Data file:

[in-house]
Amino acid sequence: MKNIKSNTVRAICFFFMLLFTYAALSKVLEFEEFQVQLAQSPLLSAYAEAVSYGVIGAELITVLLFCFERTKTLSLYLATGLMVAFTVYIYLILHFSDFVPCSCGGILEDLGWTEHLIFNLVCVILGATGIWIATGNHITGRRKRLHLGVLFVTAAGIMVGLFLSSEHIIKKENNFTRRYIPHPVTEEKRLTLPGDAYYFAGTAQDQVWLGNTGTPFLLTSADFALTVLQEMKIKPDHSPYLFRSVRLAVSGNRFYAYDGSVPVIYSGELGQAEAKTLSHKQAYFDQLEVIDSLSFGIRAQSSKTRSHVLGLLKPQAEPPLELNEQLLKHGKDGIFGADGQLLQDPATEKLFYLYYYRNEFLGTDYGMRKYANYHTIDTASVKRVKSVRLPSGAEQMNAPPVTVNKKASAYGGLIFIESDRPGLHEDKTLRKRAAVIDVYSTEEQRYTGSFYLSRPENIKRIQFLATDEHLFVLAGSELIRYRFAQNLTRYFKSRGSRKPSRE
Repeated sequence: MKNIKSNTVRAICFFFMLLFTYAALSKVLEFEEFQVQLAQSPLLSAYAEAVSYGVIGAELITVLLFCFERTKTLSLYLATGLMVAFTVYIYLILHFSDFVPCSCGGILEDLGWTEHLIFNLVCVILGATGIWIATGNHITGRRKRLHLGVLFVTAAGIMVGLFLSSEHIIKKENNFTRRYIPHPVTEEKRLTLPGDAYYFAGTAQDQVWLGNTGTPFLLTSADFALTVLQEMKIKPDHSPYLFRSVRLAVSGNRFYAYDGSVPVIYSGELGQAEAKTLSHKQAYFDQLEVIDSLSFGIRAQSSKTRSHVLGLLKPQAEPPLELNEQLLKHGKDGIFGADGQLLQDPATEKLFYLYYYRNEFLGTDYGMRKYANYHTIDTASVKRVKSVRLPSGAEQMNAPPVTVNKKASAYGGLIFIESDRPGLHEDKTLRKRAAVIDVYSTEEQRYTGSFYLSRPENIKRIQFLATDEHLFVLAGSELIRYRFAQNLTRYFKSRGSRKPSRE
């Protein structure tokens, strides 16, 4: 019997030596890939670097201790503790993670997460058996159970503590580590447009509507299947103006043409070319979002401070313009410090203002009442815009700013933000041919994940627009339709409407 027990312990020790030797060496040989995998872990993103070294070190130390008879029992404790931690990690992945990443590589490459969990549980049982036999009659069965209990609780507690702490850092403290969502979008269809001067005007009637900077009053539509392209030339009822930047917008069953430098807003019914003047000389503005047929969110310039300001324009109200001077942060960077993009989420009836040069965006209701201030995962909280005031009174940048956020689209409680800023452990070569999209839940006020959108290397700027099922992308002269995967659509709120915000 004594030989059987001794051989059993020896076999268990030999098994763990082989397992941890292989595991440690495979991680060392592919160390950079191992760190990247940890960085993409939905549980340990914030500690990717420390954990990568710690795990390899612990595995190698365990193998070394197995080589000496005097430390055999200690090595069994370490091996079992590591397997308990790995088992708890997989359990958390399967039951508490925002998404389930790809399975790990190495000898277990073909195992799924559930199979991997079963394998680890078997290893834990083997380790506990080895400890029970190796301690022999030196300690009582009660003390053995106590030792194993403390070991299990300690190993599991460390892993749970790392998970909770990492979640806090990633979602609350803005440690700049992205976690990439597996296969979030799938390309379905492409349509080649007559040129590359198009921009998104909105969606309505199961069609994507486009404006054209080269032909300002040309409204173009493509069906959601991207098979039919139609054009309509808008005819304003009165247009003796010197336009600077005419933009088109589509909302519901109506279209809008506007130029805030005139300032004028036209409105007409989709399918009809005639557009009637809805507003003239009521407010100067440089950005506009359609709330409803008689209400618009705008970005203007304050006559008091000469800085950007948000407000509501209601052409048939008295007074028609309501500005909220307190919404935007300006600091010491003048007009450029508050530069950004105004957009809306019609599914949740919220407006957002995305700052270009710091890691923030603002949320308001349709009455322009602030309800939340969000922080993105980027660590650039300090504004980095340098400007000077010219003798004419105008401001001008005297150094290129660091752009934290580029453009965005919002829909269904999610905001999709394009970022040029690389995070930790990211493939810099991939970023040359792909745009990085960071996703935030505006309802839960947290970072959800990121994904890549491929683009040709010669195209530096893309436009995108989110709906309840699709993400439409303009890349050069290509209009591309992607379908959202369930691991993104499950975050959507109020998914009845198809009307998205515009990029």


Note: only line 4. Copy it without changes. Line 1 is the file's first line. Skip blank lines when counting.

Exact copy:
């Protein structure tokens, strides 16, 4: 019997030596890939670097201790503790993670997460058996159970503590580590447009509507299947103006043409070319979002401070313009410090203002009442815009700013933000041919994940627009339709409407 027990312990020790030797060496040989995998872990993103070294070190130390008879029992404790931690990690992945990443590589490459969990549980049982036999009659069965209990609780507690702490850092403290969502979008269809001067005007009637900077009053539509392209030339009822930047917008069953430098807003019914003047000389503005047929969110310039300001324009109200001077942060960077993009989420009836040069965006209701201030995962909280005031009174940048956020689209409680800023452990070569999209839940006020959108290397700027099922992308002269995967659509709120915000 004594030989059987001794051989059993020896076999268990030999098994763990082989397992941890292989595991440690495979991680060392592919160390950079191992760190990247940890960085993409939905549980340990914030500690990717420390954990990568710690795990390899612990595995190698365990193998070394197995080589000496005097430390055999200690090595069994370490091996079992590591397997308990790995088992708890997989359990958390399967039951508490925002998404389930790809399975790990190495000898277990073909195992799924559930199979991997079963394998680890078997290893834990083997380790506990080895400890029970190796301690022999030196300690009582009660003390053995106590030792194993403390070991299990300690190993599991460390892993749970790392998970909770990492979640806090990633979602609350803005440690700049992205976690990439597996296969979030799938390309379905492409349509080649007559040129590359198009921009998104909105969606309505199961069609994507486009404006054209080269032909300002040309409204173009493509069906959601991207098979039919139609054009309509808008005819304003009165247009003796010197336009600077005419933009088109589509909302519901109506279209809008506007130029805030005139300032004028036209409105007409989709399918009809005639557009009637809805507003003239009521407010100067440089950005506009359609709330409803008689209400618009705008970005203007304050006559008091000469800085950007948000407000509501209601052409048939008295007074028609309501500005909220307190919404935007300006600091010491003048007009450029508050530069950004105004957009809306019609599914949740919220407006957002995305700052270009710091890691923030603002949320308001349709009455322009602030309800939340969000922080993105980027660590650039300090504004980095340098400007000077010219003798004419105008401001001008005297150094290129660091752009934290580029453009965005919002829909269904999610905001999709394009970022040029690389995070930790990211493939810099991939970023040359792909745009990085960071996703935030505006309802839960947290970072959800990121994904890549491929683009040709010669195209530096893309436009995108989110709906309840699709993400439409303009890349050069290509209009591309992607379908959202369930691991993104499950975050959507109020998914009845198809009307998205515009990029």